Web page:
See /education/bioinfo2006/db4bio/ for the course page.
See the solutions to this exercise to check your work.
To connect to MySQL on hebrides, you have two choices:
a. You can connect directly from your laptop or desktop computer to MySQL on hebrides without logging on to hebrides. To do this, you need MySQL on your computer, which is the case for the class laptops. If you need to do this on your own computer, go to the most recent MySQL download page, select your operating system, download, and install. This will get you the MySQL database management system (DBMS), which has the 'mysql' command to connect you to another computer (or you can create a database on your own computer).
b. You can first log on to hebrides and then connect to MySQL. To do this, you need to have or install a ssh (secure shell) application. See Connecting to tak or hebrides or (if using Windows) install Cygwin as described on Using Cygwin/X for X Windows on Tak or Hebrides.
Note that you can install and use MySQL on your own computer. We have chosen to use MySQL on a Linux computer so everyone in the class can access the same database. If you ever use MySQL on your own computer, the MySQL queries would work just the same (but be perhaps somewhat slower).
1a. Get to the Unix prompt (Mac OS X) or Unix-like prompt (Windows) on your laptop. If you're using Mac OS X, open the X11 terminal (Applications > Utilities > X11), which is also on the dock. If you're using Windows, open Cygwin, which is a "Unix emulator", meaning that it makes your Windows computer act as if it's a Unix computer.
In either case, you now have a terminal, essentially a place to send commands to your computer, including the possibility of connnecting to a remote computer.
Change directories ("cd", a Unix command) to go to the desktop:
cd "$USERPROFILE/Desktop" (for Windows)
cd Desktop (for Macintosh)
1b. From the terminal on your laptop, connect to Hebrides using the secure shell (ssh) command:
ssh -l username hebrides.wi.mit.edu
and you'll be prompted for your password.
Type pwd ("print working directory") to find your home directory on Hebrides. In the future you may be creating and accessing new directories. If you ever get lost, typing cd ("change directory") will bring you back to your home directory. Another very common Unix command is ls ("list") to list the files in the current directory.
2. To access MySQL on Hebrides, use this command to connect to the db4bio database:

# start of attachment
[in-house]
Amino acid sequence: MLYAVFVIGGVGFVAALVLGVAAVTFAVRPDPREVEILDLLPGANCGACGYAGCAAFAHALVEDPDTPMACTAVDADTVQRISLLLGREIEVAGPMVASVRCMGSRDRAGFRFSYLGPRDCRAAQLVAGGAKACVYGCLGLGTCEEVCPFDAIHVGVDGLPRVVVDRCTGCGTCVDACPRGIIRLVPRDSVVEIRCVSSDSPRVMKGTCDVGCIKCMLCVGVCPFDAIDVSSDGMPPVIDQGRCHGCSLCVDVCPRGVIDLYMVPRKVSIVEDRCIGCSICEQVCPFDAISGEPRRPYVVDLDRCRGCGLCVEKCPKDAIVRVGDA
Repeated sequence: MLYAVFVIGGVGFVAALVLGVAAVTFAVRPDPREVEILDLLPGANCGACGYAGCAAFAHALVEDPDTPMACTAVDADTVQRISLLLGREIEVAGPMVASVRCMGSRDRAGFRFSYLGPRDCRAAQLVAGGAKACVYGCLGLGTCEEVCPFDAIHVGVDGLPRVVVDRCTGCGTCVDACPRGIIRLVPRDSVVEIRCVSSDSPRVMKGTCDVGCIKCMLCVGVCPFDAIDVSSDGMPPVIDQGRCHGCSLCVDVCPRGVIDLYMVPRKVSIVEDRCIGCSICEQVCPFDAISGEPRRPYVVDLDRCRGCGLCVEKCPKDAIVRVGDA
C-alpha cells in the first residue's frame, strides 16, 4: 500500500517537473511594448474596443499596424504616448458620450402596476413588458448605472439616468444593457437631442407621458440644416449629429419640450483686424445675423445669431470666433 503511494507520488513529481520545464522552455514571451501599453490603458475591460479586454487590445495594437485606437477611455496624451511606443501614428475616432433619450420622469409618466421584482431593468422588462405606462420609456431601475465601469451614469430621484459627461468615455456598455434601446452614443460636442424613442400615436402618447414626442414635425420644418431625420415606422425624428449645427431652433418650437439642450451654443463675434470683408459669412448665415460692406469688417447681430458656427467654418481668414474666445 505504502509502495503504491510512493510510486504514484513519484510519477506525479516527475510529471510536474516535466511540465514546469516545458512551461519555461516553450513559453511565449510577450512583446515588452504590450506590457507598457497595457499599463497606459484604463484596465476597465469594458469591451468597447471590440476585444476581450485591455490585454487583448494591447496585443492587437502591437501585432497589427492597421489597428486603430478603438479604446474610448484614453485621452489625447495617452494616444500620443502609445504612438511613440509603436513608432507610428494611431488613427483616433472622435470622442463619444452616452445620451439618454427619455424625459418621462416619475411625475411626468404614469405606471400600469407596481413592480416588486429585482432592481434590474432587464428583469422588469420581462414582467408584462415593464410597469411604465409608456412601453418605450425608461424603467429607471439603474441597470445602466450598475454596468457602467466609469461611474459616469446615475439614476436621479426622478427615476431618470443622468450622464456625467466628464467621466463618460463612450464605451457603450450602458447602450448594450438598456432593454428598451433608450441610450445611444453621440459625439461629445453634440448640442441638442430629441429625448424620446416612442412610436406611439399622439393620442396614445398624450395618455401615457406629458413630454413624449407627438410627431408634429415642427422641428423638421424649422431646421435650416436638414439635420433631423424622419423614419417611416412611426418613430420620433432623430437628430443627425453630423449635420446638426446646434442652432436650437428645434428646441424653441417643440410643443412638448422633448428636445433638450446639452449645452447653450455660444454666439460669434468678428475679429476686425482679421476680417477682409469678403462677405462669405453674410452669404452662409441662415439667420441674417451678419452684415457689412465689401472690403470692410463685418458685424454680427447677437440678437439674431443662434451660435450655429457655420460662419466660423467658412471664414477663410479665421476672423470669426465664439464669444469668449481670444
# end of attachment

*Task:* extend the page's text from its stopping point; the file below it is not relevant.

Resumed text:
mysql -u username -h hebrides.wi.mit.edu -D database -pwith the following options:
-u username (replace with your MySQL username [not necessarily your hebrides username])
-h host (where the "host" is hebrides.wi.mit.edu; not necessary if you're already connected to hebrides)
-D database (which takes you directly to the database we'll be using; optional)
-p password (for which you will be prompted)
ex: mysql -u guest99 -h hebrides.wi.mit.edu -D db4bio -p
or if you're already connected to hebrides (by following step (1b) above), use this command:
mysql -u username -D database -p
3. Important notes: if you're logged in to MySQL, you should get the MySQL command prompt:
mysql>so if you don't see this, you're not logged into the database. Keep in mind that every MySQL command must end with a semicolon. This also means that you can split up a long command into several lines. If you don't get the MySQL command prompt back after you've entered a command, like
mysql> show databases ->there's a good chance you forgot the semicolon. Add it on any subsequent line and your command will be processed.
4. Find out what databases are on the system:
mysql> show databases;
5. To access one of these databases:
mysql> use database;where "database" is replaced with the name of the one you'd like to access. In this case, enter the database "db4bio".
6. To get a list of tables in this database:
mysql> show tables;
7. To get a description of data fields and types in a table:
mysql> describe table;where "table" is replaced with the one you'd like to access.
8. To look at some of the data in this table, use a general "SELECT" command. Since these tables are large, you'll want to limit the number of rows (tuples) in your query to 5 or so:
mysql> SELECT * from table LIMIT 5;where "table" is replaced with the one from which you'd like to select rows.
9. Create a file containing the query and use Unix redirection to save the output of the query into another file.
a. Exit from MySQL:
b. Create a directory ("dbclass") and move into it:
mkdir dbclass cd dbclasswith which you "make a directory" (mkdir) and then "change to the directory" (cd).
c. Create a text file called query1.sql using a text editor like TextPad, BBEdit, Word Pad, or even Word. In the file, write a SQL query (ending with a semicolon). Be sure to save the file as plain text in the current directory ("dbclass" on the desktop).
d. Back in the shell, to your MySQL login command, add the SQL file (query1.sql) as input and the file query1.out as output all on one line.
mysql -u username -h hebrides.wi.mit.edu -D db4bio -p < query1.sql > query1.outNote that you have to specify the database in the command because it's not specified by the query.
e. View the outputfile with a Unix command
more query1.outor open the file in a text editor.